Forrester Research projected the fallout could cost the so-called cloud computing industry as much as $180 billion — a quarter of its revenue — by 2016.

“The world is quickly being divided into companies that are secure and companies that are not,” said Bhaskar Chakravorti, a dean of international business and finance at the Fletcher School at Tufts University.

One by one, technology companies have been scrambling to plug security holes.

The best defense, security experts say, is using Transport Layer Security, a type of encryption familiar to many through the “https” and padlock symbol at the beginning of Web addresses that use the technology. It uses a long sequence of numbers — a master key — that scrambles sensitive data like passwords, credit card details, intellectual property and personal information between a user and a website while in transit.

Banks and other financial sites have used such security for years, and Google and Twitter along with Microsoft’s email service made it standard long ago. Facebook adopted https systemwide this year. And Ms. Mayer said Yahoo would finally allow consumers to encrypt all their Yahoo data in January.

But as many sites move to https, security experts say more advanced security measures are needed. If a government can crack the master key — or obtain it through court orders — it could go back and decrypt past communications for millions of users.

That’s why companies like Google, Mozilla, Facebook and Twitter have added another layer of protection, called Perfect Forward Secrecy. That technology adds a second lock to each user’s transmissions, with the key changed frequently. Microsoft plans to add the encryption method next year, but Yahoo has not said whether it will add it.

“Perfect Forward Secrecy is a billion different secrets, and it’s not protected by one central secret,” said Scott Renfro, a Facebook software engineer who works on the company’s security infrastructure.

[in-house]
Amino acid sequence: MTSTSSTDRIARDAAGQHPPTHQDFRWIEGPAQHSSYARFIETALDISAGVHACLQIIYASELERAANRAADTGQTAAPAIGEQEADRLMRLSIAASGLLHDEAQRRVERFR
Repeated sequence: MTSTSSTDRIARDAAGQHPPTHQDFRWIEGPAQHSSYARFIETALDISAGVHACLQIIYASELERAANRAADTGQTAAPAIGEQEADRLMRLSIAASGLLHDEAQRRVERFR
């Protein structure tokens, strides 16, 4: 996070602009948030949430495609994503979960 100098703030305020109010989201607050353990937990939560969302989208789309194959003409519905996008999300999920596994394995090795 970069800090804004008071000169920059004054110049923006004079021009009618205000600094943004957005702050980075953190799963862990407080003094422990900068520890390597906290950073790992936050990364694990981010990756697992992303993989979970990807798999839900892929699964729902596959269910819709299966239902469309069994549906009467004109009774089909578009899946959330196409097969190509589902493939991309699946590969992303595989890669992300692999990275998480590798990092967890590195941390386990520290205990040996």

So even if an outsider obtained the master key, it would still have to crack the other keys, over and over again.

“This type of protection should have been engineered into all web systems and all Internet systems to begin with,” said Jacob Hoffman-Andrews, an engineer at Twitter.

The technology has existed for two decades, but companies were slow to adopt it because it added complexity and introduced a delay to Internet transactions, which can encourage impatient users to flee for faster sites. But many of those issues were resolved by Google when it applied Perfect Forward Secrecy in 2011, said Adam Langley, a software engineer at the company. Google shared its improvements with the broader tech community.

Still, technical solutions can be trumped by law. While https and Perfect Forward Secrecy protect the data transmission, law enforcement agencies can still compel companies to hand the data over from their servers, where it is stored.

So Internet companies are trying to ensure they are at least blocking unauthorized access by addressing other security issues, including a hole that leaves users vulnerable at the very beginning of a site visit. When users want to log into, say, Google’s Gmail, their Internet browser checks the site’s security certificate to make sure it’s not an impostor.

Some security experts believe that hackers are nearly capable of cracking the 1024-bit encryption keys that protect the certificates. But an industry standards group is requiring that, starting next year, all new and renewed certificate keys use 2048-bit encryption, which is far more difficult to break.

Ultimately, however, every security advance is met by new threats. “Attacks don’t get worse,” Mr. Langley said. “They only get better.”

Aol, Facebook (not one of the greatest respectors of privacy), Google (another frequent flyer in privacy interfering conduct), Linked In, Microsoft, Twitter and Yahoo have written a joint letter calling for reform of the current laws and practices of surveillance.  It is found here.